11 04 2012 1279

Ritz-Carlton: the beginning

The first Ritz-Carlton Hotel(s)

Ritz-Carlton‘s name is based on hotels bearing these names, all conceived and opened by César Ritz, the Swiss hotelier: The Carlton in London and the Ritz in Paris and London.

1911-ritz-carlton-new-yrok1911 The Illustrated London News (original picture in larger size)

The first Ritz-Carlton stood in New York. It was designed by Warren & Wetmore, architects of the new Grand Central Terminal. The Ritz-Carlton, on Madison Avenue and 46th Street, opened in 1911. Its ballrooms and lobbies, its service and general ambiance were outstanding.

The general manager of the Ritz-Carlton New York was Theo Kroell, the manager was a certain Albert Keller. The hotel obviously operated as a joint venture between Cesar Ritz’s company and an american management company. Here we find for the first time a so-called “Ritz-Carlton group of hotels”, including famous names like Carlton, Ritz, Hyde Park, The Ritz in Paris and in Madrid, the Esplanade in Hamburg, the National in Lucerne, the Excelsior in Rome and in Naples, the Plaza in Buenos Aires, and others (see 1911-advertisement above).

After Cesar Ritz died in 1918, his wife Marie continued the expansion of hotels bearing his name.
Now, in the United States, The Ritz-Carlton Investing Company was established. Albert Keller had bought and franchised the name. In 1927 The Ritz-Carlton, Boston, was the first property under the management of the new Ritz-Carlton Hotel Company, L.L.C.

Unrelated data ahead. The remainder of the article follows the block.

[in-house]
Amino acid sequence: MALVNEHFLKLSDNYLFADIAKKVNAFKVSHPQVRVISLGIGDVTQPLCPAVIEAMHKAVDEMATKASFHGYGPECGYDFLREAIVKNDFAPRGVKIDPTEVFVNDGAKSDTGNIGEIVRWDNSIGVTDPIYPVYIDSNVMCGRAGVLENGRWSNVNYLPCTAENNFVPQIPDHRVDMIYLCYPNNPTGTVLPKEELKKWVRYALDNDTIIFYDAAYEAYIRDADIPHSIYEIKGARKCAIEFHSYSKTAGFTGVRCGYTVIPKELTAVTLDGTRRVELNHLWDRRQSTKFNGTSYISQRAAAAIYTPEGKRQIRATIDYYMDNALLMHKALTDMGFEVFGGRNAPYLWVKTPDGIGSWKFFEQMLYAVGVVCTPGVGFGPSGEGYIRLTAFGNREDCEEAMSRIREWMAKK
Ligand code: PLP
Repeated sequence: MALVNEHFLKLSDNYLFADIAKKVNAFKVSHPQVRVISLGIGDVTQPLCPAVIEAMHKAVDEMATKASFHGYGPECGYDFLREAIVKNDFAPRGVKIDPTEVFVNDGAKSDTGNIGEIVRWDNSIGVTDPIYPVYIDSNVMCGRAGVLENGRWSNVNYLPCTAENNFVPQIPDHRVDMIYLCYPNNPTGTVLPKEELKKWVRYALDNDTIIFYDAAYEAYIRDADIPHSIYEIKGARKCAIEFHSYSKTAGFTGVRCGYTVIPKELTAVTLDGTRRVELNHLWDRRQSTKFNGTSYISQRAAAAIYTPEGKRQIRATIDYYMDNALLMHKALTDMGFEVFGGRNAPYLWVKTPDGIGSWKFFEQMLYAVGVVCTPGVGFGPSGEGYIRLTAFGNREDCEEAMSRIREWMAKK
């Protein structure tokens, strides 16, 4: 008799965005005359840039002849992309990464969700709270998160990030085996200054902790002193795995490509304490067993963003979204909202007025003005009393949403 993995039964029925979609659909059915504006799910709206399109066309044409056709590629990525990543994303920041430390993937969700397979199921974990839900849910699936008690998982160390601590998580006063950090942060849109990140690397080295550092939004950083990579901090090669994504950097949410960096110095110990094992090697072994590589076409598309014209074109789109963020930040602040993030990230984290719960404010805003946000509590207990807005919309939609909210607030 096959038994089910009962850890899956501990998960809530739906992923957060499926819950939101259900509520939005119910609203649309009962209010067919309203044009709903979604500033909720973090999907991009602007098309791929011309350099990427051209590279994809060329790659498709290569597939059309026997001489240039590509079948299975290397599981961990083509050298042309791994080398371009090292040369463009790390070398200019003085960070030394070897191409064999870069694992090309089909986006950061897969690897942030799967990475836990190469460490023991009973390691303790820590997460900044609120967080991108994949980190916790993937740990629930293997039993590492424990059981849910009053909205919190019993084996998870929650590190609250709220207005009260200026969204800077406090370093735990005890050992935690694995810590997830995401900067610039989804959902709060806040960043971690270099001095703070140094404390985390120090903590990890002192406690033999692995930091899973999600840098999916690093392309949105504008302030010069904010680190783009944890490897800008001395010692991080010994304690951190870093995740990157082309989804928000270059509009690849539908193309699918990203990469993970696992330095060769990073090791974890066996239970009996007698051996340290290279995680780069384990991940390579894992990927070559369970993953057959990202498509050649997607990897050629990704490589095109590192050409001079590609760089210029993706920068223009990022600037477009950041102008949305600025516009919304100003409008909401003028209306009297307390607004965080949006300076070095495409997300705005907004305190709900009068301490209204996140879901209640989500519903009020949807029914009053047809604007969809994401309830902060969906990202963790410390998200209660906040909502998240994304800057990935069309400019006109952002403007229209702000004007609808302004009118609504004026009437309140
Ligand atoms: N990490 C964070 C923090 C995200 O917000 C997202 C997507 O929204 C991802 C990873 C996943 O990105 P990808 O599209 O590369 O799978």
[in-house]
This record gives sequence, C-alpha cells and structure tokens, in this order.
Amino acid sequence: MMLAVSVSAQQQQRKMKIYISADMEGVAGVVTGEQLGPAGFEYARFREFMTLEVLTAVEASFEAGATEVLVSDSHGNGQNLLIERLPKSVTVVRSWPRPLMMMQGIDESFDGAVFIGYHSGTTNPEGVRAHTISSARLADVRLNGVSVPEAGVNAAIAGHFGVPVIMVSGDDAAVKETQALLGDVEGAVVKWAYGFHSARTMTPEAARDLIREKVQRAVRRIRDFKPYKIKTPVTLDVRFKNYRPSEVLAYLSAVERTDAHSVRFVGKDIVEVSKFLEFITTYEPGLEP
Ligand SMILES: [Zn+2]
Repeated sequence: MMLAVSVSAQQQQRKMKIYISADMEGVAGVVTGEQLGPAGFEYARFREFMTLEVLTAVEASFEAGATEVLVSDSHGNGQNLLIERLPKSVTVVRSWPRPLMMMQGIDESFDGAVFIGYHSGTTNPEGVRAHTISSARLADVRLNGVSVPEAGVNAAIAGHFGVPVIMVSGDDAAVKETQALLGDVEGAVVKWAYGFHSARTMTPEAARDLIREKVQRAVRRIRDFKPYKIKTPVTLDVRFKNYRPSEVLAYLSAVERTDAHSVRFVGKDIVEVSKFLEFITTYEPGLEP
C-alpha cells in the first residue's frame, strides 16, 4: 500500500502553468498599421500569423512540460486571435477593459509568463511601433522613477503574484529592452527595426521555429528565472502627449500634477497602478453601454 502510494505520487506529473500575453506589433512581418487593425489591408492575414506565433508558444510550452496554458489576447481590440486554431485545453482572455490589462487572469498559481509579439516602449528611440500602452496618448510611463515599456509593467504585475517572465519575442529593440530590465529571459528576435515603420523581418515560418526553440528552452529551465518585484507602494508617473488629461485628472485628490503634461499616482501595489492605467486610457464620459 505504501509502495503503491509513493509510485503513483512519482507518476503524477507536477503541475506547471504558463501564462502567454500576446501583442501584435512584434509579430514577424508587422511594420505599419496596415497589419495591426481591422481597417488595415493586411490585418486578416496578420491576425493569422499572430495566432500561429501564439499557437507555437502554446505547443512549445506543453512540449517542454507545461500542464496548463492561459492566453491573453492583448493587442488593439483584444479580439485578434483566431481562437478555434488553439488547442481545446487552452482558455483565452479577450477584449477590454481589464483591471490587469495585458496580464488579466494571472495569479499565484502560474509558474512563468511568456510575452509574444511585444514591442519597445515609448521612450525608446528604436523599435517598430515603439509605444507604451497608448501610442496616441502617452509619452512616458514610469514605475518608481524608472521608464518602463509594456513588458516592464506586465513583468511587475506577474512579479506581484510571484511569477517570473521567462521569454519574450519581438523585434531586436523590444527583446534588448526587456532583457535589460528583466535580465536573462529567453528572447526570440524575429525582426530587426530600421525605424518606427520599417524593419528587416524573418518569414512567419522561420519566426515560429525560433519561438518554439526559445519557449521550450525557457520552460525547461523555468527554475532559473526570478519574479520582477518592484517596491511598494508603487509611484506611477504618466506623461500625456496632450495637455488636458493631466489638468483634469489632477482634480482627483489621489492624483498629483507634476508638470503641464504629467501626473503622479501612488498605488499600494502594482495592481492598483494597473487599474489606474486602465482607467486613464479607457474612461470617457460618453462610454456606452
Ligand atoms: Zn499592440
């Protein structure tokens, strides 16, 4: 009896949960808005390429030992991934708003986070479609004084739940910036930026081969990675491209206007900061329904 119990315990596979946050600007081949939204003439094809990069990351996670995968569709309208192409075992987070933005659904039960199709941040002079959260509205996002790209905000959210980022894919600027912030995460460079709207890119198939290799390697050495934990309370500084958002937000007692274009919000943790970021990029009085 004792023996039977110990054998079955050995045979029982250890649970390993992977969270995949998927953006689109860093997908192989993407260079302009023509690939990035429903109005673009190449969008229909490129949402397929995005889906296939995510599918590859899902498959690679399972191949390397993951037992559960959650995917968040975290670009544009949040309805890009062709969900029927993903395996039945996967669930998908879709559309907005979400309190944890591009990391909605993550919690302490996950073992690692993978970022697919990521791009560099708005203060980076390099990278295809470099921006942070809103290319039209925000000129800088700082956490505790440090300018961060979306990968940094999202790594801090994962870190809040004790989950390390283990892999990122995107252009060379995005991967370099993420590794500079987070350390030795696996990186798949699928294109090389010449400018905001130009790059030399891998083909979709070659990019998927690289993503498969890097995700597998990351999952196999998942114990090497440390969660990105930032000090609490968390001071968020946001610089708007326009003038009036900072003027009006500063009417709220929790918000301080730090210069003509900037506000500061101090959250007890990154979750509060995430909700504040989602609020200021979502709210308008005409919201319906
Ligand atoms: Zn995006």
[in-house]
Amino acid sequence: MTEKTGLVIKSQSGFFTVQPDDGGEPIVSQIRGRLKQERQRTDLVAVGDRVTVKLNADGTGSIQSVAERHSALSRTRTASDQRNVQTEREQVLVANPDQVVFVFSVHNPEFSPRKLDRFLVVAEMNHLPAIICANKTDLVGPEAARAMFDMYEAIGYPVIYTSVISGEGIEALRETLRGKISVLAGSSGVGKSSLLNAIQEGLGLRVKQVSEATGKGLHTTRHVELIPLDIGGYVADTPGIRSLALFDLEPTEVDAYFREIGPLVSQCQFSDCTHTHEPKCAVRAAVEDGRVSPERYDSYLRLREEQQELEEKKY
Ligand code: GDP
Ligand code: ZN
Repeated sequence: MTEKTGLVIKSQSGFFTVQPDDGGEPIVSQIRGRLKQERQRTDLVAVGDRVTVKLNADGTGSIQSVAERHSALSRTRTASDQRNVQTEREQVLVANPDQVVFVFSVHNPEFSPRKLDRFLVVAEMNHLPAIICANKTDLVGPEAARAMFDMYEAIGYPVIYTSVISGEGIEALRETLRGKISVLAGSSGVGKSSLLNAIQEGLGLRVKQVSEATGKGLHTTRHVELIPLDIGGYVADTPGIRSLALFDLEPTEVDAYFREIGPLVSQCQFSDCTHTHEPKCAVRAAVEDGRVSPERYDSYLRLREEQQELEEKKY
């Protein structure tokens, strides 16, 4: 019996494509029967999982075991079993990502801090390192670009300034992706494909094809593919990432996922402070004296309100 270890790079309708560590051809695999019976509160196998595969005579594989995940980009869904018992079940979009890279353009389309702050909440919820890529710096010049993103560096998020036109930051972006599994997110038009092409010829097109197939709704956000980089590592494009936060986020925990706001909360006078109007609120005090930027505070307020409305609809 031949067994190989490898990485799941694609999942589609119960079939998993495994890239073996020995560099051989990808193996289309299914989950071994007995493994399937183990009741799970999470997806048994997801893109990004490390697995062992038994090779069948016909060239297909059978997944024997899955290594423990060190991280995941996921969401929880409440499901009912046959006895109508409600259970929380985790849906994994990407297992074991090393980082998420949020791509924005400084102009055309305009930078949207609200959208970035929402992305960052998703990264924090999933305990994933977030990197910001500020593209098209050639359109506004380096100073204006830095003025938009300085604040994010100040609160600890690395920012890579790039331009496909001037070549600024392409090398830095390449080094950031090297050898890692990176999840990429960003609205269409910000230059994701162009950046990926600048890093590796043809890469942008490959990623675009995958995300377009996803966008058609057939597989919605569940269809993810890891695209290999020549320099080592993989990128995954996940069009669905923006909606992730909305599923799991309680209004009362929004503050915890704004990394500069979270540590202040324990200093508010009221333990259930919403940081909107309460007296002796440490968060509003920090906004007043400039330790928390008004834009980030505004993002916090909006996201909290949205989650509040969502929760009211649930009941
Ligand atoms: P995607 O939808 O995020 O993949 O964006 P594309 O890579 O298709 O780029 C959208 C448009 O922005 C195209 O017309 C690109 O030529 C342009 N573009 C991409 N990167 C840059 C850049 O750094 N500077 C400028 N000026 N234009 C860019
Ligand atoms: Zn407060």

Other hotels followed in Philadelphia, Pittsburgh, Atlantic City and Boca Raton. New York’s Ritz Carlton continued to operate. However, by 1940 none of the hotels were operating except The Ritz-Carlton, Boston. The hotel embodies the vision of Cesar Ritz, Yankee ingenuity and Boston social sensibilities. The former building of the New York Ritz-Carlton was razed in 1951 to provide a site for an office building.

The Ritz-Carlton hotels revolutionized hospitality in America by creating luxury in a hotel setting. They also introduced an European attitude to personal service:
Private bath in each guest room.
Lighter fabrics in the guest room to allow for more thorough washing.
White tie and apron uniforms for the waitstaff, black tie for the Maitre d’ and morning suits for all other staff, conducive to a formal, professional appearance.
Extensive fresh flowers throughout the public areas.
A la carte dining, providing choices for diners.
Gourmet cuisine, utilizing the genius and cooking methods of Auguste Escoffier.
Intimate, smaller lobbies for a more personalized guest experience.

to be continued ...




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